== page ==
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sls4083

03:55AM | 07/03/04
Member Since: 07/02/04
2 lifetime posts
Bvmisc
HI, I have a very expensive head and footboard, made of solid oak, about 10 years old, and with the slightest movement it squeeks horribly at the headboard where the vertical meets the horizontal. NO JOKES HERE Any advise for fixing this irritating problem? I've tried spraying Pledge oil into the joints where they meet but to no avail.

TIA,

Sue

homebild

06:00PM | 07/06/04
Member Since: 01/28/03
693 lifetime posts
You can buy powdered graphite lubricant at just about any hardware store.

You puff some into the grooves that hold the frame and your squeaks should largely disappear.

Tileworks

05:58AM | 07/09/04
Member Since: 07/02/04
12 lifetime posts
No jokes here.

What you could also do, as was done on the headboard I own....which is an older decorative style one with a shelf and 2 personal sized cabinets on either side and lights inside of them...was up under the shelf area, I was able to drill a small hole on either side and secure it to the wall by screwing into the studs. Or if you are unable to find the studs in the wall...use the plastic wall anchors that you tap into the hole in the wall, and then proceed as normal.

Works great, and you will soon find yourself enjoying many squeekless nights.

Piffin

08:49AM | 07/11/04
Member Since: 11/06/02
1281 lifetime posts
I can't think of any jokes today so I'll just remind you that tools that don't get used often enough tend to grow rusty and start to sqeek.

Seriously now, The solution depends on why the squeek is there. Even tho expensive, thius may still be qa production item and is assembled with metal hardware and/or hidden bolts. Those bolts may have simply loosened up over time, ( I can't think how that would happen either) and there would then be movement between wood/wood and between wood/metal. If so, then finding the caps, exposing the bolts, and tightening them may solve the problem.

I don't think that I would use graphite. That would be a rather dirty practical joke in and of itself, since you would find black graphit stains on all your bedclothes and sheets.

If the kind of joint asks for lubrication to hide the squeek instead, I would find spray cans of Boshield B-9 or Slip-it which are available at woodworking stores and are thin spray waxes. You might need to drill a tiny hole the size of a swizzlestick at the joint to insert the spray extension tube and get planty of the wax down inside the joint.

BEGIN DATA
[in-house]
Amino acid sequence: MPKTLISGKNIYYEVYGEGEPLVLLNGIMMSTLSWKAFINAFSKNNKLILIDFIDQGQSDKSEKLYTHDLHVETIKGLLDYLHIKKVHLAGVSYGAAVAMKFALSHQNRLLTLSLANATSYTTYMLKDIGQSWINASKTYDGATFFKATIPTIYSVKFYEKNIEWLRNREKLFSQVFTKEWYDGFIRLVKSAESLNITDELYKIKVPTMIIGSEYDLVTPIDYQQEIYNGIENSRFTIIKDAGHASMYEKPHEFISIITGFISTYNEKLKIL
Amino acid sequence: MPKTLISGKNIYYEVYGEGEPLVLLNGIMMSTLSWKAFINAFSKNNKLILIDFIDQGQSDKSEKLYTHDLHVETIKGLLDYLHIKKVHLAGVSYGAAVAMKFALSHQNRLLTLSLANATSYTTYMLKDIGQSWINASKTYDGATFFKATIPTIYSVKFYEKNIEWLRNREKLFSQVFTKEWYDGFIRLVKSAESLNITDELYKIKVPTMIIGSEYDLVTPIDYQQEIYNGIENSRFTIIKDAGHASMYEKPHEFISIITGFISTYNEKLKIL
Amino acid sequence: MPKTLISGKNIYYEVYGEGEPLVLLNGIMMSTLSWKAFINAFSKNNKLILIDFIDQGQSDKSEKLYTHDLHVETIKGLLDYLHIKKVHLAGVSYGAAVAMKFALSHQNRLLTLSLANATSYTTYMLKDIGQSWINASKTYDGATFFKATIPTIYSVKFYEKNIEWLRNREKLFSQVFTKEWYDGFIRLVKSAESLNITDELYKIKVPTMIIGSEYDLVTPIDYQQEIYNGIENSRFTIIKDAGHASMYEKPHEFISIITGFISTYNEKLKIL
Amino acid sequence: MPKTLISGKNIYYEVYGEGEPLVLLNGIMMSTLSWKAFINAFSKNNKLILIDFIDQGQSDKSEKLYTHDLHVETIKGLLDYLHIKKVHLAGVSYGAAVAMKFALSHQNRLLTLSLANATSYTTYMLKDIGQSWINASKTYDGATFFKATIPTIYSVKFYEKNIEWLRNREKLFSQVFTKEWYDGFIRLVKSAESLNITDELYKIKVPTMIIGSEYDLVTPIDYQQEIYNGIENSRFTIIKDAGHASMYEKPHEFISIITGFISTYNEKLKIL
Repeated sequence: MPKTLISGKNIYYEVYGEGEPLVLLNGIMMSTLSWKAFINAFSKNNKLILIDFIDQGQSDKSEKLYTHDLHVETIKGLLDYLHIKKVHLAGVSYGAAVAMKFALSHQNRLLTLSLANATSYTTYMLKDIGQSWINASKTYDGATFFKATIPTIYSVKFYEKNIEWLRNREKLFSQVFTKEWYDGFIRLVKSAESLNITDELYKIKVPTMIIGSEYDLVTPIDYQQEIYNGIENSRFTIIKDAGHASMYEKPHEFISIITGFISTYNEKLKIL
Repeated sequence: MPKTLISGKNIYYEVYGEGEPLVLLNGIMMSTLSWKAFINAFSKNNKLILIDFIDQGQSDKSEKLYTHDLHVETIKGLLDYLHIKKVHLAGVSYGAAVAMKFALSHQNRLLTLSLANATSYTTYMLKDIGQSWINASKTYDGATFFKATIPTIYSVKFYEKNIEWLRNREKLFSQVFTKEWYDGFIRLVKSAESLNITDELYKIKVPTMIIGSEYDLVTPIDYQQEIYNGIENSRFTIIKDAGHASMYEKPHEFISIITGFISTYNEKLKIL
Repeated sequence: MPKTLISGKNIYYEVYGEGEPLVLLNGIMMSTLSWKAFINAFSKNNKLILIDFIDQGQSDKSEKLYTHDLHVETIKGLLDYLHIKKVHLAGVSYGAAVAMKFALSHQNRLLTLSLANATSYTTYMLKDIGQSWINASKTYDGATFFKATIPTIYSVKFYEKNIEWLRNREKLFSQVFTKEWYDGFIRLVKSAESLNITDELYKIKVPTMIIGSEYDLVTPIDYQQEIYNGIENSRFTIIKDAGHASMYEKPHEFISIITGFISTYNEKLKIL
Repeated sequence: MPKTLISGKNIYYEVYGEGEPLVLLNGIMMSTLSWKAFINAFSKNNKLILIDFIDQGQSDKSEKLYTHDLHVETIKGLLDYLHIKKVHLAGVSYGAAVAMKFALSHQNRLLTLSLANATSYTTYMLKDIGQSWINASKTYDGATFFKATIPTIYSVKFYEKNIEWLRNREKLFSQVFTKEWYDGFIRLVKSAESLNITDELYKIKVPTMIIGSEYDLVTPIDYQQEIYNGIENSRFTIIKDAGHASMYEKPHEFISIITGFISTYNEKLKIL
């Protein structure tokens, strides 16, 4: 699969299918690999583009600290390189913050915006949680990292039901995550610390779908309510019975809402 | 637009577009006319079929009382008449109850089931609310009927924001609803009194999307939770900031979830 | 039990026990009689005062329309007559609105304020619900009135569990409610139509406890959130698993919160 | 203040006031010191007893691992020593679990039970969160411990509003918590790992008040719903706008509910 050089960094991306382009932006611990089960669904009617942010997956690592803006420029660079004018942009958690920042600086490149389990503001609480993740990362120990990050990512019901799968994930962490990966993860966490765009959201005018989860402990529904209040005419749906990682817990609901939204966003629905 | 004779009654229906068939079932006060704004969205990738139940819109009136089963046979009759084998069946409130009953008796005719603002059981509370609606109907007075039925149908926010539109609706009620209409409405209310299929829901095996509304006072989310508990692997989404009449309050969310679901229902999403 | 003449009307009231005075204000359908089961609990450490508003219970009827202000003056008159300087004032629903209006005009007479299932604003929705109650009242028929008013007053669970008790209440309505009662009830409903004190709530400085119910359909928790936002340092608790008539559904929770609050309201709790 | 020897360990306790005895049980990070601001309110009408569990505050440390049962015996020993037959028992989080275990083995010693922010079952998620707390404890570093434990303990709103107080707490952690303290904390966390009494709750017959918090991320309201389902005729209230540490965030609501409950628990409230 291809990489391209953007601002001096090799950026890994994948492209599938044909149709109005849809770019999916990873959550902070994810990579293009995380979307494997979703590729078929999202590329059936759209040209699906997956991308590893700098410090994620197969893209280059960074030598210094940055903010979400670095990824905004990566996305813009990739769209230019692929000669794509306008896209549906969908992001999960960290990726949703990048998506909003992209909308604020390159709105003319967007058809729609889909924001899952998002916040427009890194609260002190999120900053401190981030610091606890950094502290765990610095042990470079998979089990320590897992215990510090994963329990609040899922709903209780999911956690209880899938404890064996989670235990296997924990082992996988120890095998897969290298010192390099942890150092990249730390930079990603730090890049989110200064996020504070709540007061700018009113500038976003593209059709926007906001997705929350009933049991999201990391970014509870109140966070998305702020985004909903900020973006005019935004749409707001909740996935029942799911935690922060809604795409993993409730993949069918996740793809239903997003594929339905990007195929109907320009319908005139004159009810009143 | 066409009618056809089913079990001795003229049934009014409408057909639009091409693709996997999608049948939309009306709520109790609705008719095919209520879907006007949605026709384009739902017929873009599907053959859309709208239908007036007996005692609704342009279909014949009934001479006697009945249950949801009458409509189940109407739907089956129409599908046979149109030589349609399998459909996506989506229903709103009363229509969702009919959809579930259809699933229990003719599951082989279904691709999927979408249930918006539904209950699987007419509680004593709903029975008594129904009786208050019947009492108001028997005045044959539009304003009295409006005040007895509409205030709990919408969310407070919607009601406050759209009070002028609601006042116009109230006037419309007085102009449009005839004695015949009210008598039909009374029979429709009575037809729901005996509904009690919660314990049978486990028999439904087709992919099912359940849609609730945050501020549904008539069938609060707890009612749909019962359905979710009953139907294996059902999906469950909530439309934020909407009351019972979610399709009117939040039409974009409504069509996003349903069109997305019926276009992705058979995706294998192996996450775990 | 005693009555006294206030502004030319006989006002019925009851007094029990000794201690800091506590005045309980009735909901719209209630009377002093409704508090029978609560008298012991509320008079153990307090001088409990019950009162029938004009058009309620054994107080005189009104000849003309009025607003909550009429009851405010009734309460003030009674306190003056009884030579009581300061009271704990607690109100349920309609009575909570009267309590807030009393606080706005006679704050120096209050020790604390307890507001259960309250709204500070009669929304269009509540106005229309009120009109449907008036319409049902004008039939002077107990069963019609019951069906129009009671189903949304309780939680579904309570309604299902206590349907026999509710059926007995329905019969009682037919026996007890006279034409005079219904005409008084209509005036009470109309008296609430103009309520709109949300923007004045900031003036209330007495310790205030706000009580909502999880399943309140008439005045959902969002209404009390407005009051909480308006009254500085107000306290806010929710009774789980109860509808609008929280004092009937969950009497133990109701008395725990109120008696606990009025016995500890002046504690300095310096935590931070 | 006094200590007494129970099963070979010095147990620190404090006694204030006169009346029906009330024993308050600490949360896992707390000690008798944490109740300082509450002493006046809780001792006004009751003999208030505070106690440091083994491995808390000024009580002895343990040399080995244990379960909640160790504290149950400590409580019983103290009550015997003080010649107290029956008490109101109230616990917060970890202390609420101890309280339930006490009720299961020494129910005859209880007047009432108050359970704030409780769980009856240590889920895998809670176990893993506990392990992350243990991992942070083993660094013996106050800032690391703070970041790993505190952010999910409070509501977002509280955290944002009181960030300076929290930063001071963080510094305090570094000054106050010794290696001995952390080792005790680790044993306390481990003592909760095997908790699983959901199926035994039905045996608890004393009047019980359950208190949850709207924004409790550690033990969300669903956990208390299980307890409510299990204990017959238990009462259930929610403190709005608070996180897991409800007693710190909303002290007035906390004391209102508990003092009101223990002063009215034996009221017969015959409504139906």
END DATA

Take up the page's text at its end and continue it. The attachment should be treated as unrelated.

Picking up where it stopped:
Another option would be for a good wood worker to spread the joints apart and glue them tight back together with clamps. Of course, if you have already filled the wood pores with wax, he would then need to sand and scrape to remove that wax or suck it out with naphtha to allow the glue to get into wood pores and get a good grip to tighten up the joints.

If it is a glue failure and yuou are sure of that, there are glues ( One is called Chairlok) that can be seeped into the joint and will swell the wood while firming the joint up.

All of the above after my rusty tool comment are serious suggestions, not jokes. So after all this talk of wood, bolts, wax, lubrication, etc, aren't you glad for the internet?

Excellence is its own reward!


sls4083

05:03AM | 07/12/04
Member Since: 07/02/04
2 lifetime posts
You all crack me up...thank you for being so "delicate" with my bed problem.

I'm going to try the last suggestion and let you know...I think I'll go without drilling a hole though. There's a space between the vertical and horizontal of the headboard that I think I can get some spray into.

Will fill you in shortly...

Sue

devildog

11:10AM | 07/19/04
Member Since: 09/16/02
250 lifetime posts
When can we start the jokes?

I wish I had a squeaky headboard.

Devildog

Sawdusty

08:37PM | 09/28/04
Member Since: 09/28/04
6 lifetime posts
I've been looking for a source for Chairlok for some time. I just entered a Google search, and this is where it took me. Anybody know where to buy this stuff ? ( I bought some a long time ago, but I can't remember where. Good Stuff!) ~Ed
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